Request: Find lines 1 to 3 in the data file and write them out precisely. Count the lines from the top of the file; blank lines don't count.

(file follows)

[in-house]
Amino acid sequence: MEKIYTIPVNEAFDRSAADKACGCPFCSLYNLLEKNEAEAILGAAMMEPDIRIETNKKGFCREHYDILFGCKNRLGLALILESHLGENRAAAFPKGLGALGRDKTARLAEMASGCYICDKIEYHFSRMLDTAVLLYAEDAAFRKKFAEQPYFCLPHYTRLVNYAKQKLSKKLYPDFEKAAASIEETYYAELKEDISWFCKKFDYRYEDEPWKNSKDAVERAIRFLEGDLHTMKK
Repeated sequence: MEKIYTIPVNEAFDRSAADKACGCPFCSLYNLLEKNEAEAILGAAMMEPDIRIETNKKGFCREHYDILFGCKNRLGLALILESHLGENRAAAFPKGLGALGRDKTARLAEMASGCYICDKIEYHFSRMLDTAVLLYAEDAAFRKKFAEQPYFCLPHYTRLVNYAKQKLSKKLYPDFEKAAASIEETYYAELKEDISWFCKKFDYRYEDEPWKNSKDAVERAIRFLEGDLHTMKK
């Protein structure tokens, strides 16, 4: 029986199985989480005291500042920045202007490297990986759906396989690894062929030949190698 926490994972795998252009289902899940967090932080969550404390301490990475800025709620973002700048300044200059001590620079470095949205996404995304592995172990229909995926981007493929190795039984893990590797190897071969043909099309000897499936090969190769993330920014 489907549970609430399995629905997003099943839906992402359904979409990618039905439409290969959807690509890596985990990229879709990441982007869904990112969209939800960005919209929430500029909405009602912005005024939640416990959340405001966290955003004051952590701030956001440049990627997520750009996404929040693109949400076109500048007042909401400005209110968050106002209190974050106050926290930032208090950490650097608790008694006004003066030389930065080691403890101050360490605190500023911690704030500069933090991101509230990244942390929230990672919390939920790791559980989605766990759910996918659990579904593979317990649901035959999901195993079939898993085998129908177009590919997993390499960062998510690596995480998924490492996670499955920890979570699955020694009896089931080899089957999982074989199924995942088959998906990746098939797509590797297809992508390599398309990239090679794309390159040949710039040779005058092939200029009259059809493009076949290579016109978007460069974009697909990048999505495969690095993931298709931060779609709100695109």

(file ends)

[in-house]
Amino acid sequence: MEKIYTIPVNEAFDRSAADKACGCPFCSLYNLLEKNEAEAILGAAMMEPDIRIETNKKGFCREHYDILFGCKNRLGLALILESHLGENRAAAFPKGLGALGRDKTARLAEMASGCYICDKIEYHFSRMLDTAVLLYAEDAAFRKKFAEQPYFCLPHYTRLVNYAKQKLSKKLYPDFEKAAASIEETYYAELKEDISWFCKKFDYRYEDEPWKNSKDAVERAIRFLEGDLHTMKK
Repeated sequence: MEKIYTIPVNEAFDRSAADKACGCPFCSLYNLLEKNEAEAILGAAMMEPDIRIETNKKGFCREHYDILFGCKNRLGLALILESHLGENRAAAFPKGLGALGRDKTARLAEMASGCYICDKIEYHFSRMLDTAVLLYAEDAAFRKKFAEQPYFCLPHYTRLVNYAKQKLSKKLYPDFEKAAASIEETYYAELKEDISWFCKKFDYRYEDEPWKNSKDAVERAIRFLEGDLHTMKK